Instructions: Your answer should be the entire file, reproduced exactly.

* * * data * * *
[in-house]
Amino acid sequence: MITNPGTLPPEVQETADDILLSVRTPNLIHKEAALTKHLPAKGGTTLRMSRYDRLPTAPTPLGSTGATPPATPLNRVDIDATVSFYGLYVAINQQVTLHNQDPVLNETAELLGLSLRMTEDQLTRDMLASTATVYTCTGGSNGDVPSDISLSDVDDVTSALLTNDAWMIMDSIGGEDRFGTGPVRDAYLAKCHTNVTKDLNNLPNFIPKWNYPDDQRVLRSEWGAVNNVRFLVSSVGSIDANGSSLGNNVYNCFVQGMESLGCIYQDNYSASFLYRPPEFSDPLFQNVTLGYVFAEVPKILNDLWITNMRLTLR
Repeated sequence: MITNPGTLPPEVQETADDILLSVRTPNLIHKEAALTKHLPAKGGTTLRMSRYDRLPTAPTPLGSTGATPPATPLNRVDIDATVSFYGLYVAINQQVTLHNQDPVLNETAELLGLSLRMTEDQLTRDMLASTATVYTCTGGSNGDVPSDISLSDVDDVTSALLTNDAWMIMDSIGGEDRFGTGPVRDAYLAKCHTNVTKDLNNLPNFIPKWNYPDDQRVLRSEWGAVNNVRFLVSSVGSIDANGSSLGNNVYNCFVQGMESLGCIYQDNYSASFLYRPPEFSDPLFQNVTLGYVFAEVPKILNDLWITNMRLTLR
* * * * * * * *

[in-house]
Amino acid sequence: MITNPGTLPPEVQETADDILLSVRTPNLIHKEAALTKHLPAKGGTTLRMSRYDRLPTAPTPLGSTGATPPATPLNRVDIDATVSFYGLYVAINQQVTLHNQDPVLNETAELLGLSLRMTEDQLTRDMLASTATVYTCTGGSNGDVPSDISLSDVDDVTSALLTNDAWMIMDSIGGEDRFGTGPVRDAYLAKCHTNVTKDLNNLPNFIPKWNYPDDQRVLRSEWGAVNNVRFLVSSVGSIDANGSSLGNNVYNCFVQGMESLGCIYQDNYSASFLYRPPEFSDPLFQNVTLGYVFAEVPKILNDLWITNMRLTLR
Repeated sequence: MITNPGTLPPEVQETADDILLSVRTPNLIHKEAALTKHLPAKGGTTLRMSRYDRLPTAPTPLGSTGATPPATPLNRVDIDATVSFYGLYVAINQQVTLHNQDPVLNETAELLGLSLRMTEDQLTRDMLASTATVYTCTGGSNGDVPSDISLSDVDDVTSALLTNDAWMIMDSIGGEDRFGTGPVRDAYLAKCHTNVTKDLNNLPNFIPKWNYPDDQRVLRSEWGAVNNVRFLVSSVGSIDANGSSLGNNVYNCFVQGMESLGCIYQDNYSASFLYRPPEFSDPLFQNVTLGYVFAEVPKILNDLWITNMRLTLR